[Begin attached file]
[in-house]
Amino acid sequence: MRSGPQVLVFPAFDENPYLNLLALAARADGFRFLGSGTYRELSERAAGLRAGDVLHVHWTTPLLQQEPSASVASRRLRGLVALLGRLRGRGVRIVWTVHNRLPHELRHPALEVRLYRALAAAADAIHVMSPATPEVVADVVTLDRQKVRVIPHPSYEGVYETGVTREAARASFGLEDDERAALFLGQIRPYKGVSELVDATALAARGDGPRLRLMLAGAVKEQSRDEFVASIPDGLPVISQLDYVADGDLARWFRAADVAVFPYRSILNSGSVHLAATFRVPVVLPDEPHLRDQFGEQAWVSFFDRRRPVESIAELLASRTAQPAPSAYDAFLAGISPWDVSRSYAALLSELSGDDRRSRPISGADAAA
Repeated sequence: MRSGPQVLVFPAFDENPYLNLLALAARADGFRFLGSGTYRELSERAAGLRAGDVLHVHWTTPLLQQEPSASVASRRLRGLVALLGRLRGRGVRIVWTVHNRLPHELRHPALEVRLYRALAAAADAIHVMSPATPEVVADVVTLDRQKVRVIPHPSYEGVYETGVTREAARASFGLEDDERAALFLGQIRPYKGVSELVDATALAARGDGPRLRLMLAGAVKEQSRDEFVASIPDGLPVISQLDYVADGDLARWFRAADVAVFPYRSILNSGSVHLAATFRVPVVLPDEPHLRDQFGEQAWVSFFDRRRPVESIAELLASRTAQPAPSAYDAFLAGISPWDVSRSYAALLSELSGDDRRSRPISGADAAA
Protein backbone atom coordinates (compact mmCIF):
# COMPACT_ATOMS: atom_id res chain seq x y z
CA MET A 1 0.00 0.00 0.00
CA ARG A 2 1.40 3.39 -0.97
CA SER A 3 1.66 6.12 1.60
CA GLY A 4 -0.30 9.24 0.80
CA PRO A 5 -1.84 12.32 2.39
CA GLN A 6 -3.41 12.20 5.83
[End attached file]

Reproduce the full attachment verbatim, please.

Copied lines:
[in-house]
Amino acid sequence: MRSGPQVLVFPAFDENPYLNLLALAARADGFRFLGSGTYRELSERAAGLRAGDVLHVHWTTPLLQQEPSASVASRRLRGLVALLGRLRGRGVRIVWTVHNRLPHELRHPALEVRLYRALAAAADAIHVMSPATPEVVADVVTLDRQKVRVIPHPSYEGVYETGVTREAARASFGLEDDERAALFLGQIRPYKGVSELVDATALAARGDGPRLRLMLAGAVKEQSRDEFVASIPDGLPVISQLDYVADGDLARWFRAADVAVFPYRSILNSGSVHLAATFRVPVVLPDEPHLRDQFGEQAWVSFFDRRRPVESIAELLASRTAQPAPSAYDAFLAGISPWDVSRSYAALLSELSGDDRRSRPISGADAAA
Repeated sequence: MRSGPQVLVFPAFDENPYLNLLALAARADGFRFLGSGTYRELSERAAGLRAGDVLHVHWTTPLLQQEPSASVASRRLRGLVALLGRLRGRGVRIVWTVHNRLPHELRHPALEVRLYRALAAAADAIHVMSPATPEVVADVVTLDRQKVRVIPHPSYEGVYETGVTREAARASFGLEDDERAALFLGQIRPYKGVSELVDATALAARGDGPRLRLMLAGAVKEQSRDEFVASIPDGLPVISQLDYVADGDLARWFRAADVAVFPYRSILNSGSVHLAATFRVPVVLPDEPHLRDQFGEQAWVSFFDRRRPVESIAELLASRTAQPAPSAYDAFLAGISPWDVSRSYAALLSELSGDDRRSRPISGADAAA
Protein backbone atom coordinates (compact mmCIF):
# COMPACT_ATOMS: atom_id res chain seq x y z
CA MET A 1 0.00 0.00 0.00
CA ARG A 2 1.40 3.39 -0.97
CA SER A 3 1.66 6.12 1.60
CA GLY A 4 -0.30 9.24 0.80
CA PRO A 5 -1.84 12.32 2.39
CA GLN A 6 -3.41 12.20 5.83